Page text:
Best Books of 2019: Kevin Brophy

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I love reading, and have loved being taken into the worlds and ideas of writers ever since I could hold a torch under the blankets at home and read through the night. Daylight was my friend, and long car trips with the family too when I could squeeze into a corner and read my way across the countryside. You might think I missed out on a lot of life and I probably did, but I lived a lot of lives as well. So maybe there is more than one way not to miss out on life. I don’t know. Reading is my habit now and I get twitchy if there isn’t something terrific going on on a page sometime during my day. 

So, for 2019 there are some definite favourites.  

Pierre-Jacques Ober’s handsome illustrated epic, The Good Son: A story from the First World War Told in Miniature (Candlewick Studio ISBN 9781536204827) is a book that has stayed with me. It’s an historical account of a court martial during World War One; and an account of the life of a man not made in the mould of a warrior, but a trusting and loving soul who finds himself in conflict with military rules at a time when leaders considered the survival of decent values depended upon an iron enforcement of battlefield rules. The book is gentle but the story behind it is distressing and violent. I guess I believe that children can cope with realism about the world, its history and human dilemmas to which there are no clear answers if we give them a chance. This is a book worth giving a chance, and besides it is a beautiful book too, respectful of the history of children’s illustrated books, a history that brings such books close to being artists’ books at times.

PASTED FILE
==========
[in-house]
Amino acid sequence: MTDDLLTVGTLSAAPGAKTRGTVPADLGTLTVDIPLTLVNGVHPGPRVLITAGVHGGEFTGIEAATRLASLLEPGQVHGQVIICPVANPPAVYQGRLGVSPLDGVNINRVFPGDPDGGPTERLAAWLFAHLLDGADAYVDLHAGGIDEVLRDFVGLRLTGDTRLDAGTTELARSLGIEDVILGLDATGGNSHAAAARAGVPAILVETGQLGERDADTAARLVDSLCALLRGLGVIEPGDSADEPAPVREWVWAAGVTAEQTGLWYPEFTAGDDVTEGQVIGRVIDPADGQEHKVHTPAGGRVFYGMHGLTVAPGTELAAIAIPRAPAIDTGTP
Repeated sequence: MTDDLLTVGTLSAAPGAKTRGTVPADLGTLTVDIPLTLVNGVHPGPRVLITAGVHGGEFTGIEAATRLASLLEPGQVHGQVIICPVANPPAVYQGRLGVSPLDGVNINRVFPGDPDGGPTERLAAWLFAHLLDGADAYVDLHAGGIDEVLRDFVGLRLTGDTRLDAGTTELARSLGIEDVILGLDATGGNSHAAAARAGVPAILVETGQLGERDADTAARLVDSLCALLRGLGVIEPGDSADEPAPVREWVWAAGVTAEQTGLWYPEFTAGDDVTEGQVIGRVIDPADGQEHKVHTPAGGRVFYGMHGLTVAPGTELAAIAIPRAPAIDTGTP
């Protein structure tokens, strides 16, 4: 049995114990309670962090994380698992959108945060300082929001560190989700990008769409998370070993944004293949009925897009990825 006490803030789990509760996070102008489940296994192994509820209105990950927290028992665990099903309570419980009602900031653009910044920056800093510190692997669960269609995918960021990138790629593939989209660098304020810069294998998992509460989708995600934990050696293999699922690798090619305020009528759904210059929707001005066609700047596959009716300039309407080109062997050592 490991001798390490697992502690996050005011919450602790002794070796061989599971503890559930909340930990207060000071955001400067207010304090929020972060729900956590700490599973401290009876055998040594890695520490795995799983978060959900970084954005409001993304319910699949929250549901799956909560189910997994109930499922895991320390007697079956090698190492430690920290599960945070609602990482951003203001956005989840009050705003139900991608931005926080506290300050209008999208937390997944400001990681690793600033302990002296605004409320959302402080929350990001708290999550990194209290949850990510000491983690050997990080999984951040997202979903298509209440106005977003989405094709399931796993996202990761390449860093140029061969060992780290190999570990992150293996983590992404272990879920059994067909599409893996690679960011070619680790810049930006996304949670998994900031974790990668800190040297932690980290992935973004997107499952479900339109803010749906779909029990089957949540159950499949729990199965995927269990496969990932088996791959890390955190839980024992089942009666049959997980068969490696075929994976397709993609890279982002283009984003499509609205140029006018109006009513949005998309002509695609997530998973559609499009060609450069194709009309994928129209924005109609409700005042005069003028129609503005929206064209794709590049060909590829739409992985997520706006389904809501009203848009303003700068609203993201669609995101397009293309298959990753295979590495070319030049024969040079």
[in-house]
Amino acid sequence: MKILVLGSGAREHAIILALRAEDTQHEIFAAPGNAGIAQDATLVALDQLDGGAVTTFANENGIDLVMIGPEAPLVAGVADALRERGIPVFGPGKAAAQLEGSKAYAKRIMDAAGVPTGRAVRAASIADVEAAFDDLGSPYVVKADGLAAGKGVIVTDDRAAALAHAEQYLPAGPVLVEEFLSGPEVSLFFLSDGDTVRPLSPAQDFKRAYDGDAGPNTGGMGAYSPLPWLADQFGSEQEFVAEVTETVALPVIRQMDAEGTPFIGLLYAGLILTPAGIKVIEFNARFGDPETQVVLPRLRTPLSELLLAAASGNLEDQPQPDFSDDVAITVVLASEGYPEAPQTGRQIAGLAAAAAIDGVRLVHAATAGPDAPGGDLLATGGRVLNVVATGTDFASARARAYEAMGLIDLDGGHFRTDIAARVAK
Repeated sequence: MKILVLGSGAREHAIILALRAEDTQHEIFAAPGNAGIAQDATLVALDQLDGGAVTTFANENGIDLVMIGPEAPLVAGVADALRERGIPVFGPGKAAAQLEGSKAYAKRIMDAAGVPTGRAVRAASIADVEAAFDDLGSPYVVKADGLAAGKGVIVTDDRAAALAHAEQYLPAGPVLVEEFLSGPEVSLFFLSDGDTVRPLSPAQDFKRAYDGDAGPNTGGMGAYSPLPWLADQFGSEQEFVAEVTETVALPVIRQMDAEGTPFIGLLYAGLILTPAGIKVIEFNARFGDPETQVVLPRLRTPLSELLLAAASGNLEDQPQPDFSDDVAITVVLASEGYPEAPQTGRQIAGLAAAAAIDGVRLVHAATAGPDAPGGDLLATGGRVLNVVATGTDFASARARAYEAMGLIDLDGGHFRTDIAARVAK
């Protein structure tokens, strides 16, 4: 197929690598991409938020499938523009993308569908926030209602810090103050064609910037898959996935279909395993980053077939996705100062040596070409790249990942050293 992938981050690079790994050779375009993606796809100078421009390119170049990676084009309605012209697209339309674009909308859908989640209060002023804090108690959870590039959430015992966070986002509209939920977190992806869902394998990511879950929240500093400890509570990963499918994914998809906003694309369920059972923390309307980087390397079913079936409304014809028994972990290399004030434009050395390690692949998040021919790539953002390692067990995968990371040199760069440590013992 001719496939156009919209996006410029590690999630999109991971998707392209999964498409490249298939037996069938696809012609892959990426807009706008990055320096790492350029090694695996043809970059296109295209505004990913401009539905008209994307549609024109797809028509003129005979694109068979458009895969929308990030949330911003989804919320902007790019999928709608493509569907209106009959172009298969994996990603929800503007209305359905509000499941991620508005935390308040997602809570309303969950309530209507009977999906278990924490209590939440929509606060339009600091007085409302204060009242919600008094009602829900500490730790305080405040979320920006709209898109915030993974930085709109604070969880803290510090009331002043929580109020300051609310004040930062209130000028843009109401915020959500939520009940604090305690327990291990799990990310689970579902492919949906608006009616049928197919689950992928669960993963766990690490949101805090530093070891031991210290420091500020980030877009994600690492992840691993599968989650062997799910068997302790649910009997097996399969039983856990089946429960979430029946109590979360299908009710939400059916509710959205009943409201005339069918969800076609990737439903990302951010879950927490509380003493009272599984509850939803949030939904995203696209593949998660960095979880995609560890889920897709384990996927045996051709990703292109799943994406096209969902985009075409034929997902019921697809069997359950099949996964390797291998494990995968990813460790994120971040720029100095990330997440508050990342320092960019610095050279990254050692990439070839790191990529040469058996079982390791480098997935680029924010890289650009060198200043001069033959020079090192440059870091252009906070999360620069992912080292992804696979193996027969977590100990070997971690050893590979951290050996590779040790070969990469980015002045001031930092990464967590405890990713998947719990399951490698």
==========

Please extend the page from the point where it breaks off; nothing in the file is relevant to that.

Another favourite has been James O’Loghlin’s The New Kid: Very Popular Me (Pan Macmillan Australia ISBN 9781760554835) for being seriously funny. There are a lot of humorous books for children (with a nod to adults) that make us smile or lift us a little but this one is a laugh out loud, chuckle, shake your head and nod your head kind of funny book. It seems that James O’Loghlin’s special talent is to write about his own family with just enough panache and exaggeration to bring us to our knees with laughter. The plot revolves around young adolescent Sam trying to un-pet himself from his teacher and find his first girlfriend without his family hovering. I loved it.  

My final book is Justin DAth’s 47 Degrees (Penguin Puffin Books Australia ISBN  9780143789079), a novelised account of the 2009 bushfires around Melbourne based on his own experiences. It is a book that gives some sense of what it means to be caught in such a catastrophe, one that will I fear recur in many places over the next decades as our summers become more and more dangerous. This book opens our hearts to what happens when these fires destroy communities. A book perhaps that participates in setting out on that process of storytelling that has attached itself to human crises throughout time.  

Kevin Brophy

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